I recently had the opportunity to speak with Krish Mantripragada, Vice President of suite solution management for SAP.  For those readers who may not be aware, Krish oversees end-to-end supply chain and manufacturing business process management applications for SAP. I know of Krish from my previous contributions as a global product marketing manager for mySAP Supply Chain Management applications suite. We talked about a number of topics regarding business developments within various industry supply chains as well as SAP’s current and future direction in supporting customer needs.

One of the more interesting topics for me was discussing SAP’s Supply Network Collaboration (SNC) application.  Experienced SAP supply chain customers may remember this application by its original name, Inventory Collaboration Hub (ICH).   The application was first launched in 2003 as one of the very first SAP composite applications that could take advantage of the then evolving technology components of SAP NetWeaver.  The application itself was designed as an extension of both SAP’s ERP and Advanced Planning Optimization APO’s demand, supply and purchase order planning capabilities to support broader many-to-many supplier focused collaboration scenarios, such as a vendor managed inventory (VMI), responsive replenishment or purchase order release process.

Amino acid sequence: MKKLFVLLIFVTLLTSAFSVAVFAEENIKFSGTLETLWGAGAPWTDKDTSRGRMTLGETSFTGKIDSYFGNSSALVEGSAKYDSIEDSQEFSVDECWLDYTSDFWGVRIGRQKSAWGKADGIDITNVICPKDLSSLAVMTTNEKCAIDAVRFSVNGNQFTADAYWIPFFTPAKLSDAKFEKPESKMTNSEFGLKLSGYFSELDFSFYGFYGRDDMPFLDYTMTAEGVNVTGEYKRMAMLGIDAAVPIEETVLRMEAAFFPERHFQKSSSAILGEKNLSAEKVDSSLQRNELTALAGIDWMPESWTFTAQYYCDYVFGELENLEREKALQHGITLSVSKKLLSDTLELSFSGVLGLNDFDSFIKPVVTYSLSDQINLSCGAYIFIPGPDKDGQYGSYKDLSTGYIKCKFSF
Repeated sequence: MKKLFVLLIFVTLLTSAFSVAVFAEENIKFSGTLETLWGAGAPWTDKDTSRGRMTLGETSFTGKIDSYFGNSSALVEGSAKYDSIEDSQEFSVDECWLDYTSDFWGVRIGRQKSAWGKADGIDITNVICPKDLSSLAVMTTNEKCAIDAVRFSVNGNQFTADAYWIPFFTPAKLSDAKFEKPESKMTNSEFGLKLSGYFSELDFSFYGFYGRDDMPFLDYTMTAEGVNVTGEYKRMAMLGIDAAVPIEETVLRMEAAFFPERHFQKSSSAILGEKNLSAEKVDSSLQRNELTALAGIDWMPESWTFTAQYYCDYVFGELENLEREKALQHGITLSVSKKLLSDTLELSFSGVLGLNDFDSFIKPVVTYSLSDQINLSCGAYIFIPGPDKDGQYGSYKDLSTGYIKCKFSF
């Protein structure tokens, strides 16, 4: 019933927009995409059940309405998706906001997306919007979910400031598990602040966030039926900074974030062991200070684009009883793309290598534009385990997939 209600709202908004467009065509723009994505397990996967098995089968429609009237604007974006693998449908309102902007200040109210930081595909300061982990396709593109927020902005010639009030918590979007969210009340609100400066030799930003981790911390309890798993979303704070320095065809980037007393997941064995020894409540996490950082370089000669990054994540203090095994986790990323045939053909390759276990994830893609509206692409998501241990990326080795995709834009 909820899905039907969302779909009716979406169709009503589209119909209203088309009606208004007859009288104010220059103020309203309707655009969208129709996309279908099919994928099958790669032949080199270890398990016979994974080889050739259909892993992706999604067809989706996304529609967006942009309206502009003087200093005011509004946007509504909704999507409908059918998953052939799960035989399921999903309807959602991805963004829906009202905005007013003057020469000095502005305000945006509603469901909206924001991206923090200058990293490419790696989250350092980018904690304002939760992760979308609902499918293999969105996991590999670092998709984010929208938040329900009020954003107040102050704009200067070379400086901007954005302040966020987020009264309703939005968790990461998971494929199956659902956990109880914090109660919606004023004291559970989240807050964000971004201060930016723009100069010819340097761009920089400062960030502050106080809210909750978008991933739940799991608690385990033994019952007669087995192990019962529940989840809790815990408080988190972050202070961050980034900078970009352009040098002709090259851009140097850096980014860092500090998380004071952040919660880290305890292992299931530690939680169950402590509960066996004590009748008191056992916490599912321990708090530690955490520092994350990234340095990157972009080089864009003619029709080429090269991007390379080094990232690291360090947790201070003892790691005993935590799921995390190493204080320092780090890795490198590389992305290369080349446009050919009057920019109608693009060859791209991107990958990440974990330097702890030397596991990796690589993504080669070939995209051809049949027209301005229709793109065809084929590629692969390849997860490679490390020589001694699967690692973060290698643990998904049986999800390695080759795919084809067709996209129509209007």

In 2005, SAP began to initiate organizational changes that have in my view helped to add more customer value to this very useful collaboration focused application.  First, as part of a large-scale restructuring effort driven to service enable the entire SAP applications portfolio including ERP, SAP reorganized its solution teams to be more end-to-end process oriented, returning to an end-to-end process view of customer business process needs.  The industry business units (IBU) also gained greater say in overall development schedules.

ICH was renamed to SNC, and SAP senior development executives addressed customer confusion regarding the overlap of SCM and SRM solution suites for supply collaboration process support, particularly in the area of purchase order coordination and management among external suppliers. Incremental functionality was added to support needs for supplier focused and contract manufacturing coordination, along with added customer collaboration processes.  A broader use of NetWeaver technology components and additional industry scenarios such as Life Sciences supply chain collaboration process support have led to SNC being one of the more popularly adopted applications within the SAP Supply Chain Management suite.

I’ve noted this brief history of SNC to emphasize a rather important take-away in software product management and marketing.  Although it was not always thus, SAP is overcoming its tendencies toward allowing organizational barriers to confuse important customer business process needs and SNC is turning out to be a prime beneficiary.

Nest month, SAP will be hosting its annual North American ASUG and Sapphire conferences, and I have been invited to participate in the worldwide blogger coverage of this event.  I plan to take advantage of that venue to further investigate SAP’s progress in responding to global supply chain business and technology needs within the SAP Business Suite and particularly the progress made around the Supply Network Collaboration application.

Bob Ferrari